Can you remember what was it like when your current systems were new? How the days seemed to fly by with few problems? Patients weren’t backed up in the reception area. Stress was low or nearly nonexistent. And you weren’t putting in extra time in the office and at home, thinking about the practice 24/7.

You can’t go back to those easier, stress-free days with your current systems. But if you could get a better practice and a better life with new systems, would it be worth it?

3. We fixed systems before and nothing happened

Fixing systems isn’t replacing them. And that’s what you’ve got to do when systems become outdated. Your practice is continually evolving, and new systems can absorb only so many changes before they start to flounder. Think of all the changes that have occurred in your practice in the past three years regarding technology, supplies, personnel, protocols, equipment, etc.

I bet it’s a pretty substantial list, yet you’re operating with basically the same systems before any of those changes happened. It’s like running new software on an old computer. It either won’t work or it runs so slowly that you finally throw your hands up in frustration.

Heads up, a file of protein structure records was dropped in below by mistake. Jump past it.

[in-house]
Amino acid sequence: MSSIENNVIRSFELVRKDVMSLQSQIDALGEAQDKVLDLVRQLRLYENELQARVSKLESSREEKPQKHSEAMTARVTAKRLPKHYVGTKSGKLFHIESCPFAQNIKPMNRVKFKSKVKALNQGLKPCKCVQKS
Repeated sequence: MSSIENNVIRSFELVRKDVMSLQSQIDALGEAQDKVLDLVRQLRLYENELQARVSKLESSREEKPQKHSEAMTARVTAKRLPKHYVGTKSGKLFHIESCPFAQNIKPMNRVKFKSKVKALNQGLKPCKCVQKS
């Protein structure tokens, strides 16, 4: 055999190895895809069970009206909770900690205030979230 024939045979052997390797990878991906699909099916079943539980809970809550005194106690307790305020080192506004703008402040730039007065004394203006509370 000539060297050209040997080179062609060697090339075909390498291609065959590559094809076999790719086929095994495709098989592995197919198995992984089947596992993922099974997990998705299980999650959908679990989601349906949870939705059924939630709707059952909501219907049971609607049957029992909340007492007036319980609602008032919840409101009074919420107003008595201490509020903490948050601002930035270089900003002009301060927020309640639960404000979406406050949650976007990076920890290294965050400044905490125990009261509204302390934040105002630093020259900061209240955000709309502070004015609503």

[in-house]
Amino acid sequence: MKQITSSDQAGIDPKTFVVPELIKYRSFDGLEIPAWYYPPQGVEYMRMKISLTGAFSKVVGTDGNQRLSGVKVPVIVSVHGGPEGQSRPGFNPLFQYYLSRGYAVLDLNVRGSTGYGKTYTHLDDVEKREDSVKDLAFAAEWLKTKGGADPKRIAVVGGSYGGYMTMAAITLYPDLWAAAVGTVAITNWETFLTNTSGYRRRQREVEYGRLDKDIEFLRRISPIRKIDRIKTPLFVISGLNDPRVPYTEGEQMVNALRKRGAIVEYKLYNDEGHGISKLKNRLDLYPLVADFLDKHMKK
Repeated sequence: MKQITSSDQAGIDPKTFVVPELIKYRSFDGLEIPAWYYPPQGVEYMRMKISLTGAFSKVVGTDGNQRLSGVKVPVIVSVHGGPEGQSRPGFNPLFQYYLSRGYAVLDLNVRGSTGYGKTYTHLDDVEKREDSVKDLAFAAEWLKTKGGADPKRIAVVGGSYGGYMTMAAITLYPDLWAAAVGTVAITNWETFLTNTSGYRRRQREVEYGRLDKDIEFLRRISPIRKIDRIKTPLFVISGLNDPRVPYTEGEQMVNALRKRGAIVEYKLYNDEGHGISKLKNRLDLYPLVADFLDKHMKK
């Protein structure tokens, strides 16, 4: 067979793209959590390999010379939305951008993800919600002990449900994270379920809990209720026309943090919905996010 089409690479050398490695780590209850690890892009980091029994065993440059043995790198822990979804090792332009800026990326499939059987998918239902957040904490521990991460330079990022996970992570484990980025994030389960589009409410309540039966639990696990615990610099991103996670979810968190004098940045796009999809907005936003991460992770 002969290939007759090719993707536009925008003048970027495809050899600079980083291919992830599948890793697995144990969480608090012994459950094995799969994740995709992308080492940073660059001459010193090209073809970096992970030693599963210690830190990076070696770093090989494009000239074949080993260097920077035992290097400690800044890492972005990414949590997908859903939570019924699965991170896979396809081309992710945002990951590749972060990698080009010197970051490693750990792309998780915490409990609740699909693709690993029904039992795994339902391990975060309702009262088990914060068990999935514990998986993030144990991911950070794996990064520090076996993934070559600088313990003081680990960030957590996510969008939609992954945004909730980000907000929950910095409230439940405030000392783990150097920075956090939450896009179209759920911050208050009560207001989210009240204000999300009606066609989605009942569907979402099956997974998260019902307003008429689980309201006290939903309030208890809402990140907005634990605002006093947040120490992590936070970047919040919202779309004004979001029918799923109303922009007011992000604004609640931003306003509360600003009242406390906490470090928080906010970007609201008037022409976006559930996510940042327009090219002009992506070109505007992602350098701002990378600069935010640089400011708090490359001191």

4. My team doesn’t want to change

It happens. Teams get comfortable with the status quo. But if your practice isn’t performing to your satisfaction, then it’s up to you to change it.

After all, you want to get the most out of your career. You don’t want to settle for lower income and lower profitability… just because your team is happy with the way things are.

Sure, you want your team’s input on how to improve the practice, but keeping everything the same shouldn’t be an option.

Conclusion

Your practice is a Ferrari. You can’t expect it to operate at peak performance if there’s a lawnmower engine under the hood. That’s what happens with old systems––they prevent you from reaching your practice’s full potential. Who wants to be puttering down the road when you could be flying full speed ahead into a much brighter future?